In its first ten years, the icc’s investigations and prosecutions have all concerned situations in Africa. The Court has issued arrest warrants for two African heads of state, and has opposed efforts by African governments to avoid icc involvement in several situations. Moreover, the Court has declined to investigate crimes allegedly committed in Venezuela and by British soldiers in Iraq. These actions among others have led to charges, particularly among African political leaders, that the icc is targeting Africa inappropriately.
To assess the validity of such charges, it is necessary to deconstruct the term “inappropriate.” Following Richard Fallon’s useful tripartite understanding of the term “legitimacy,” I will consider the appropriateness of the icc’s focus on Africa along three interrelated dimensions: moral, legal, and sociological. I will argue that the icc’s focus on Africa is neither legally nor morally inappropriate, but nonetheless threatens to undermine perceptions of the Court’s fairness.
Critics of the icc’s actions in Africa assert claims based in morality, legality, and sociological legitimacy (understood as perceptions of fairness). First, critics accuse the icc of acting immorally by discriminating against Africa and Africans in deciding which situations to investigate and prosecute. The evidentiary basis for such claims is weak. The icc has invoked its own jurisdiction in only one situation. The other situations have all come to the Court through referrals from the states concerned and the Security Council. Moreover, the icc has declined to investigate only two situations outside of Africa. This small number of decisions provides an insufficient basis to conclude that the icc is discriminating in its selection practices. Moreover, the icc has credibly asserted that its decisions have been based on the gravity of the situations.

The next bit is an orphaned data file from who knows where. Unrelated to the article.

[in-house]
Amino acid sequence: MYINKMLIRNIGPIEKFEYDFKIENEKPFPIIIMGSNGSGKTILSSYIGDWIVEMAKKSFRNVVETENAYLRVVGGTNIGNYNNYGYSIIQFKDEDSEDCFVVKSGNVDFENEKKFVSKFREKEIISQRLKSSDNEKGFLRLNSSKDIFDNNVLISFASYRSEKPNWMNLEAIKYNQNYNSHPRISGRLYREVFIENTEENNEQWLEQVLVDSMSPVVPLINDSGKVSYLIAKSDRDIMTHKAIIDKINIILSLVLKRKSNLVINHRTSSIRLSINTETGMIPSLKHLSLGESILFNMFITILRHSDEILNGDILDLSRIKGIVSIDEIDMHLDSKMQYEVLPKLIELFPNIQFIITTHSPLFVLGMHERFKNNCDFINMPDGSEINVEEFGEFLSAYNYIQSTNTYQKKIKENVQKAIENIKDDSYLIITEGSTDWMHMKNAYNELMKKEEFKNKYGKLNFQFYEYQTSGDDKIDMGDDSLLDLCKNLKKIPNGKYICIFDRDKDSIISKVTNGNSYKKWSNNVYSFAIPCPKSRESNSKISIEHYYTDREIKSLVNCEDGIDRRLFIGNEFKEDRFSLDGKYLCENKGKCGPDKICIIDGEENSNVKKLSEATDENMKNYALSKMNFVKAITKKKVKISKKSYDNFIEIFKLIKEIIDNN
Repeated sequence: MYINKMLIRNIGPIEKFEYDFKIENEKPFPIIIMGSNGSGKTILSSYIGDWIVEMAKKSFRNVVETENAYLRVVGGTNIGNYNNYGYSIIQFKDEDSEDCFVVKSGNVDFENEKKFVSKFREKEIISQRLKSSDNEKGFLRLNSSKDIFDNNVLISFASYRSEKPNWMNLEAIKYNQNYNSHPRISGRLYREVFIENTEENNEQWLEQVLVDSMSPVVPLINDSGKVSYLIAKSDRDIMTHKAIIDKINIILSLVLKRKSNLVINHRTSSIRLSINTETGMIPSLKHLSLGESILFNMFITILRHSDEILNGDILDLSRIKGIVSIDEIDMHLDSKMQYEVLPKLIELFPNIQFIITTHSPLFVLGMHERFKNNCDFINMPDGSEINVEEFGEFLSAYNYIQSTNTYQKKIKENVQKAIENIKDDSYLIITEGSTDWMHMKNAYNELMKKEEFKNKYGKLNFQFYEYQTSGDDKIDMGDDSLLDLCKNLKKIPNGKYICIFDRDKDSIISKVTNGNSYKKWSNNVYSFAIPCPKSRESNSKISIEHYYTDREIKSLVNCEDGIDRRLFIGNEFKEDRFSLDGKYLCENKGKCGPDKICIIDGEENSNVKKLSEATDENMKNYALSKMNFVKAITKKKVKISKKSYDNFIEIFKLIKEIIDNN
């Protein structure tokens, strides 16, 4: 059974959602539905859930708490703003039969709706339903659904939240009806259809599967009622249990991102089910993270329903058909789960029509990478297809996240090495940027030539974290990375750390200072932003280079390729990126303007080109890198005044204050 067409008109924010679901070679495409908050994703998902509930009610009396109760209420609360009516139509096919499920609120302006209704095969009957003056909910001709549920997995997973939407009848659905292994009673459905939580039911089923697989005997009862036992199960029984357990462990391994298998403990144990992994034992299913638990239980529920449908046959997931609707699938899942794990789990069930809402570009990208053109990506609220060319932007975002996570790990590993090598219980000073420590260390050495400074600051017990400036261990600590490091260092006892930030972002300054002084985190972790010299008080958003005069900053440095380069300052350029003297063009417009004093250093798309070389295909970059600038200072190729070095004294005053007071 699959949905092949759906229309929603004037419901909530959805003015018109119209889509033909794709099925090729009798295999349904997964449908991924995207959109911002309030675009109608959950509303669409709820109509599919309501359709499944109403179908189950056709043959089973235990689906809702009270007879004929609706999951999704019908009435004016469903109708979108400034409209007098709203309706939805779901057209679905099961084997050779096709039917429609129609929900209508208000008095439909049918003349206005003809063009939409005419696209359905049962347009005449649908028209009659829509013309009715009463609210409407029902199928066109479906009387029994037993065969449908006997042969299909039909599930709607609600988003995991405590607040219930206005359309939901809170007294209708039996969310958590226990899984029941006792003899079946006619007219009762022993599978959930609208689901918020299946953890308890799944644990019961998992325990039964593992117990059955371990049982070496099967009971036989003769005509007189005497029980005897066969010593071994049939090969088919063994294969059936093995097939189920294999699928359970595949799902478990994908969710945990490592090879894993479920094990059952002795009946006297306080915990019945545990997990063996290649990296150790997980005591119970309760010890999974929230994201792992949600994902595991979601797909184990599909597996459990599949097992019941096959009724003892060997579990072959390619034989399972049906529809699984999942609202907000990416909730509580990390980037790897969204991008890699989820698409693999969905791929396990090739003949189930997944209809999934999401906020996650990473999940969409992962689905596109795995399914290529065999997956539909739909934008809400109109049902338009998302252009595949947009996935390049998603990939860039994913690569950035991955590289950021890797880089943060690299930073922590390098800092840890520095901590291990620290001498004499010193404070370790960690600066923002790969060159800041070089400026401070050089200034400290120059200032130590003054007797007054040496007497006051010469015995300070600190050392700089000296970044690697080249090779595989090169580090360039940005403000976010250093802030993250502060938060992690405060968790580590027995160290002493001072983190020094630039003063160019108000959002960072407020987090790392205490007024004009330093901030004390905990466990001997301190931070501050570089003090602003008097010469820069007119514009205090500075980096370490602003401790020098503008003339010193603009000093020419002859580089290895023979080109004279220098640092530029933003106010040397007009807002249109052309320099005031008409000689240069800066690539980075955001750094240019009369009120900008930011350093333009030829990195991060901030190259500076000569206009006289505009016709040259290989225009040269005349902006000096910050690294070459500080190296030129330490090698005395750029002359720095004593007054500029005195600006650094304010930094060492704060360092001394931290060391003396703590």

Second, critics claim that the icc has failed to respect the sovereignty of African states. This is essentially a legal claim. Critics charge the icc with failing to respect the international law governing head of state immunity, which they claim prohibits prosecution of heads of state, even for international crimes. They also charge the Court with violating the Rome Statute’s provisions regarding the admissibility of situations. In particular, they assert that the icc is not respecting the principle of complementarity, which prohibits the Court from investigating or prosecuting cases when a state with jurisdiction is doing so in good faith. Again, there is insufficient evidence to support either of these claims. Although the legal requirements of admissibility and the law of immunity for nonparties remain unclear, the icc has interpreted and applied them in a plausible fashion.
The strongest argument that the icc’s exclusive focus on Africa is inappropriate is a sociological one. Substantial evidence suggests that perceptions of the icc’s fairness have suffered in at least some African audiences as a result of the focus on Africa. However, it remains unclear whether such perceptions are located primarily at the governmental level or are shared widely among African populations. While some African governments, as well as the African Union, have voiced concerns about the icc’s fairness, the available evidence suggests that African civil society continues substantially to support the work of the icc.